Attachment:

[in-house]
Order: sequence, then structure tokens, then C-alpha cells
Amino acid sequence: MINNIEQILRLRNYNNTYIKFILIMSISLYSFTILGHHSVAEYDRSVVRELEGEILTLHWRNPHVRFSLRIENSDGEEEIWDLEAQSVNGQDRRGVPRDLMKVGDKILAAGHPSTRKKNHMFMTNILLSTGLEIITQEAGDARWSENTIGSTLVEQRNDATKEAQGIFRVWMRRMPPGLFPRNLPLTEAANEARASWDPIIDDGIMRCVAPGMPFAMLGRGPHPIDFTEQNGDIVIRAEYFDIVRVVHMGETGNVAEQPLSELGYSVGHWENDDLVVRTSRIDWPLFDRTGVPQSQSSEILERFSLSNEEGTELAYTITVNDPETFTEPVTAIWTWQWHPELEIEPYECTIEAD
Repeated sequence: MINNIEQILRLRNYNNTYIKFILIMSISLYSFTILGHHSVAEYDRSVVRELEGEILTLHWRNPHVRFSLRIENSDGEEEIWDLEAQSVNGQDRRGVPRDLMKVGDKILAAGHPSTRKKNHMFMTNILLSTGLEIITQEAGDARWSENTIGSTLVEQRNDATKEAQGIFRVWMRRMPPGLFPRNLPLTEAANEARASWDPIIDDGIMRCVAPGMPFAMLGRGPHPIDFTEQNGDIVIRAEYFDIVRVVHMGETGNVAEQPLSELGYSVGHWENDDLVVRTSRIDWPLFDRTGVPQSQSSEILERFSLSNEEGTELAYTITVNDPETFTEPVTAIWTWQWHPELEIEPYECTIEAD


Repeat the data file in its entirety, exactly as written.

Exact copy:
[in-house]
Order: sequence, then structure tokens, then C-alpha cells
Amino acid sequence: MINNIEQILRLRNYNNTYIKFILIMSISLYSFTILGHHSVAEYDRSVVRELEGEILTLHWRNPHVRFSLRIENSDGEEEIWDLEAQSVNGQDRRGVPRDLMKVGDKILAAGHPSTRKKNHMFMTNILLSTGLEIITQEAGDARWSENTIGSTLVEQRNDATKEAQGIFRVWMRRMPPGLFPRNLPLTEAANEARASWDPIIDDGIMRCVAPGMPFAMLGRGPHPIDFTEQNGDIVIRAEYFDIVRVVHMGETGNVAEQPLSELGYSVGHWENDDLVVRTSRIDWPLFDRTGVPQSQSSEILERFSLSNEEGTELAYTITVNDPETFTEPVTAIWTWQWHPELEIEPYECTIEAD
Repeated sequence: MINNIEQILRLRNYNNTYIKFILIMSISLYSFTILGHHSVAEYDRSVVRELEGEILTLHWRNPHVRFSLRIENSDGEEEIWDLEAQSVNGQDRRGVPRDLMKVGDKILAAGHPSTRKKNHMFMTNILLSTGLEIITQEAGDARWSENTIGSTLVEQRNDATKEAQGIFRVWMRRMPPGLFPRNLPLTEAANEARASWDPIIDDGIMRCVAPGMPFAMLGRGPHPIDFTEQNGDIVIRAEYFDIVRVVHMGETGNVAEQPLSELGYSVGHWENDDLVVRTSRIDWPLFDRTGVPQSQSSEILERFSLSNEEGTELAYTITVNDPETFTEPVTAIWTWQWHPELEIEPYECTIEAD